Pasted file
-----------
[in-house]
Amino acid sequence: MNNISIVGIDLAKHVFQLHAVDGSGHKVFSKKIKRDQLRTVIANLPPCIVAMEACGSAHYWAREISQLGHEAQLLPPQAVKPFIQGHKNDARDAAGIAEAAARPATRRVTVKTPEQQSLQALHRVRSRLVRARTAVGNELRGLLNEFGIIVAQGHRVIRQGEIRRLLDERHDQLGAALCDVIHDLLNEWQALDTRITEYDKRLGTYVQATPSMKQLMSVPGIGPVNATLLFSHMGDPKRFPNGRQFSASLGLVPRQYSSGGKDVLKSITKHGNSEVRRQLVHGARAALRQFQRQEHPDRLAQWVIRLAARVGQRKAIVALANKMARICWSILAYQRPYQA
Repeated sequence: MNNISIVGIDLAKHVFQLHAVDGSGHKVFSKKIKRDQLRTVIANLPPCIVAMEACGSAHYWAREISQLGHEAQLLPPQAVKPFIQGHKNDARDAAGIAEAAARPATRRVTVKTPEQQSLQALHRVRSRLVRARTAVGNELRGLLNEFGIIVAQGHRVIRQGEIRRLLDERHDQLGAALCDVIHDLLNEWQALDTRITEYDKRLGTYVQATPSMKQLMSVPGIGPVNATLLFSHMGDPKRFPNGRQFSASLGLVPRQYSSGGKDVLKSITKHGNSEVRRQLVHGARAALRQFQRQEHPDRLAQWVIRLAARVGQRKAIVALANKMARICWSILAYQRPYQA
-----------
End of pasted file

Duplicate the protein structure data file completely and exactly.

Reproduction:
[in-house]
Amino acid sequence: MNNISIVGIDLAKHVFQLHAVDGSGHKVFSKKIKRDQLRTVIANLPPCIVAMEACGSAHYWAREISQLGHEAQLLPPQAVKPFIQGHKNDARDAAGIAEAAARPATRRVTVKTPEQQSLQALHRVRSRLVRARTAVGNELRGLLNEFGIIVAQGHRVIRQGEIRRLLDERHDQLGAALCDVIHDLLNEWQALDTRITEYDKRLGTYVQATPSMKQLMSVPGIGPVNATLLFSHMGDPKRFPNGRQFSASLGLVPRQYSSGGKDVLKSITKHGNSEVRRQLVHGARAALRQFQRQEHPDRLAQWVIRLAARVGQRKAIVALANKMARICWSILAYQRPYQA
Repeated sequence: MNNISIVGIDLAKHVFQLHAVDGSGHKVFSKKIKRDQLRTVIANLPPCIVAMEACGSAHYWAREISQLGHEAQLLPPQAVKPFIQGHKNDARDAAGIAEAAARPATRRVTVKTPEQQSLQALHRVRSRLVRARTAVGNELRGLLNEFGIIVAQGHRVIRQGEIRRLLDERHDQLGAALCDVIHDLLNEWQALDTRITEYDKRLGTYVQATPSMKQLMSVPGIGPVNATLLFSHMGDPKRFPNGRQFSASLGLVPRQYSSGGKDVLKSITKHGNSEVRRQLVHGARAALRQFQRQEHPDRLAQWVIRLAARVGQRKAIVALANKMARICWSILAYQRPYQA